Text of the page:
Is it Love?

Fri, 01 Sep 2006 05:17:14 PDT
Wow, Ron... Congratulations!

Many of us have traveled down a similar path, only to find disaster along
the way, as promised. Some may say that you've achieved one of the holy
grails of horticulture, others may disagree. But regardless, you are
fortunate to have obtained a legal bulb, and an achievement none the less to
both your skills as a gardener and of your patience!

I was just feeling pretty proud of my Boophane disticha bulb that I invested
in last year, since it finally broke it's dormancy and has sent up a nice
fan of foliage this summer.

I hope that you have a camera at the ready, and will be sharing images.

Can you share some of your cultivation facts with us? Soil, fertilizer , if
any, temperature, any opinions on what, in your experience, triggered the
spike?  Not that many of us will ever have a chance to grow a Worsleya, I
don't think I will again for obvious reasons of legality, morality and
resources, since most bulbs are wild collected, I've been told, but one
never knows when a cultivated plant may seed or be passed on.

Since there is very little information out there on cultivating Worsleya,
any notes are welcome just in case I wake up some Sunday morning and go out
the front door to get my paper, and someone leaves an orphaned Worsleya on
my doorstep... 

Matt Mattus
Worcester, Massachusetts
Zone 5b

On 9/1/06 4:52 AM, "Ronald Redding" <> wrote:

> Dear All,
> Today I have discovered a flower spike on a plant that is quite significant
> to me. I have many others like it and have produced flowers from them. This
> was the first of its kind that I ever obtained. I still remember the time I
> eventually tracked down where I could obtain one and was amazed at the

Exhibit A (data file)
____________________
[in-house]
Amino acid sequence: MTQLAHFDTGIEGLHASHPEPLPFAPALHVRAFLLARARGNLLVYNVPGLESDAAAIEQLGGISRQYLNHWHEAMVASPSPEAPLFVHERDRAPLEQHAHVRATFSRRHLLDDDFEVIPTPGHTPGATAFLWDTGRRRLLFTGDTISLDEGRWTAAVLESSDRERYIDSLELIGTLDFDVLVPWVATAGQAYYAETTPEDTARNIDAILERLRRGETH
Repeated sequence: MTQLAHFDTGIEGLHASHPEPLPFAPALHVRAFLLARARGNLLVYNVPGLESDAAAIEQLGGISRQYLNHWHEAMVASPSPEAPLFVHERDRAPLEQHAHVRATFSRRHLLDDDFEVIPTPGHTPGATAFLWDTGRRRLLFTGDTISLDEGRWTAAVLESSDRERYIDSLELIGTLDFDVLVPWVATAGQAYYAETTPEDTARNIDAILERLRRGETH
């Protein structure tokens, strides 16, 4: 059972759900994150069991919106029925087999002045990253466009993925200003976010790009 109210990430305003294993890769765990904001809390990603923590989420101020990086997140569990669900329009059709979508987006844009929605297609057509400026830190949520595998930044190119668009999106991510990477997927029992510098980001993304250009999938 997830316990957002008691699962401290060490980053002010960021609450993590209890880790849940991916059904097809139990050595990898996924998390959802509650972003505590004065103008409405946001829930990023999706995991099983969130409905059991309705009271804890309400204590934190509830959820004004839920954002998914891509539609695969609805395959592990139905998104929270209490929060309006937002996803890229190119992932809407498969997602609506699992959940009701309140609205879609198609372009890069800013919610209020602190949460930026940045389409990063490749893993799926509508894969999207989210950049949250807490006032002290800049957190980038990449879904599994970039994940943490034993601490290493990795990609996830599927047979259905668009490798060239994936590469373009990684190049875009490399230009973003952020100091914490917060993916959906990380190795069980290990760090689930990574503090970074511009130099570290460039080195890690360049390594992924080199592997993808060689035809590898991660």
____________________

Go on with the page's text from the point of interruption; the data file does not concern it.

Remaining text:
> asking price, I was able to convince the supplier I could grow this plant as
> I had done an enormous amount of research and even though he only had a tiny
> plant left he still could get a large amount of money for it he never sold
> them so small. My (looking back now) tiny little plant arrived and ooh how I
> loved it. I cared for it, sheltered it and brought it inside if it got too
> cold. I tried everything to convince it to grow big and strong, gave it the
> best food money could buy and even danced if front of it naked under the
> light of a full moon.
> Year after year it still did not respond I did not realise it was me being
> cultivated and that it was helping me become better and teaching me many
> valuable lessons. After much trial and error the last two years have proven
> that I am finally getting many things right it has flourished and as if I
> have finally learned enough and now as a sign of respect a flower spike. The
> man that I bought the plant from was Errol Cosh who provided me with much
> guidance and encouragement who I am happy to say I have met and who has not
> only shared his knowledge but stories, food and drink. The plant is a
> worsleya and is truly something that you can fall in love with.
> Kind Regards and Best Wishes
> Ron Redding
> Hervey Bay
> Australia
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